Lampredotto is a traditional street food for construction workers and burly men, but in recent years has been transformed into one of those “must eat” items you see in any guidebook for Florence. Still though, when I asked the guy behind the front desk of the hotel where I could get the best lampredotto, he looked at me oddly and with surprise, like he was thinking “girls don’t really eat that…” It’s a simple sandwich with peasant roots and is sold by street vendors at lampredottai, or “sellers of lampredotto.” It consists of a crispy, chewy bun and tripe from the fourth stomach of the cow, which has been braised with veggies and herbs. Condiments include a salsa-like sauce made with spicy red chilies and cilantro, a perfect contrast to the buttery, rich tripe.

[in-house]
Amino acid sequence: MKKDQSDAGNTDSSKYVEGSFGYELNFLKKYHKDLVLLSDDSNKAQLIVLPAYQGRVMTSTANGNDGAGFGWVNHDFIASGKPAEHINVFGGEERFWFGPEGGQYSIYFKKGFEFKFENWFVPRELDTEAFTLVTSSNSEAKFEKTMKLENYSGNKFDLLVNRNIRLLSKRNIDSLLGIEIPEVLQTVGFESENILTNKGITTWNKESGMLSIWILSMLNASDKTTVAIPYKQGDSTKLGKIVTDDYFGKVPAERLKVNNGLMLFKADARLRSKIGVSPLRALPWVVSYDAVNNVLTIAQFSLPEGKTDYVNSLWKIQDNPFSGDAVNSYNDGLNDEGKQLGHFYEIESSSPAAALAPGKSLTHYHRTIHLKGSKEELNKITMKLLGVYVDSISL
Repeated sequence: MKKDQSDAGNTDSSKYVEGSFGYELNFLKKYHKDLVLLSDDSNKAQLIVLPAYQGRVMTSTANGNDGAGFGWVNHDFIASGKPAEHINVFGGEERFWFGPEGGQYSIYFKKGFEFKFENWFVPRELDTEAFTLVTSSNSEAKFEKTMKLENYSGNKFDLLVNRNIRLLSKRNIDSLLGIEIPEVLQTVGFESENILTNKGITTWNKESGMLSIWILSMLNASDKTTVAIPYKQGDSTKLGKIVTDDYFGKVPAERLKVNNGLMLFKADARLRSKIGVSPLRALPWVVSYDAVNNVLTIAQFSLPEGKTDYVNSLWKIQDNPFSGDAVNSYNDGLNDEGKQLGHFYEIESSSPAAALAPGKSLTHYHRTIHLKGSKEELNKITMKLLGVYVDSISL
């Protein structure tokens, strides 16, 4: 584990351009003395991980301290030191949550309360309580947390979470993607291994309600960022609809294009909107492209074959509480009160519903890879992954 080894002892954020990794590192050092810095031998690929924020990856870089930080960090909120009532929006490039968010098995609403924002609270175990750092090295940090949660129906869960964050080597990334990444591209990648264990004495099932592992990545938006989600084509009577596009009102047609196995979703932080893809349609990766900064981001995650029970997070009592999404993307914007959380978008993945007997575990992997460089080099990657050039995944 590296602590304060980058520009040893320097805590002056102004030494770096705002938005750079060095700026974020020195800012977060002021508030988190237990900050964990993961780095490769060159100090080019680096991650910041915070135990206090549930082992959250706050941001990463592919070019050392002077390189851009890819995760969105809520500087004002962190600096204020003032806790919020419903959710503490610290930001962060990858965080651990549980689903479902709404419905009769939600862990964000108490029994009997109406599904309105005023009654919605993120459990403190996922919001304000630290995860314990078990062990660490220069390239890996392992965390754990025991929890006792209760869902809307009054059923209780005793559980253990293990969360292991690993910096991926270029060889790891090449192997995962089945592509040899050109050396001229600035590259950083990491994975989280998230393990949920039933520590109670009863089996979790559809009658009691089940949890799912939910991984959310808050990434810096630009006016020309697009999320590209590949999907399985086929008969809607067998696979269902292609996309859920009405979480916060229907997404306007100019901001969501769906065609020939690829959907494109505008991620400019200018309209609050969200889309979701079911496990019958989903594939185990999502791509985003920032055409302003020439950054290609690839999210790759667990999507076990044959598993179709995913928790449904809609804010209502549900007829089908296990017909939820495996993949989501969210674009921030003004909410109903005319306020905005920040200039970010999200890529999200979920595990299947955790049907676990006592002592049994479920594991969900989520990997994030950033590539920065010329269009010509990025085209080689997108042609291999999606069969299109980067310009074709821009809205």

I grew up eating all sorts of offal, so I was immediately drawn to this traditional sandwich because it was the thing to experience in Florence (besides the Duomo and art… of course). I honestly have to say that of all the meals I had during my two month trek through Europe, this 3 euro sandwich from an unnamed cart was in the top 3. I chose the cart carefully, wandering around the small city center, bypassing the long lampredotto lines comprised of people holding Routard city guides, choosing instead the one that had a Slow Food snail sticker on the cart at a market, and only menus in Italian, Chinese and Japanese. I pointed to the picture of the sandwich I wanted, and ate it in on a bench in the main square. The next day, I went back for another one. It was really that good. Perfectly executed tripe, not stinky or chewy at all. It really did melt in my mouth. And the bun, crispy on the outside and soft and porous on the inside, wonderfully soaking up all the juices from the tripe and sauce. One of the most memorable street food experiences in my travels… so far.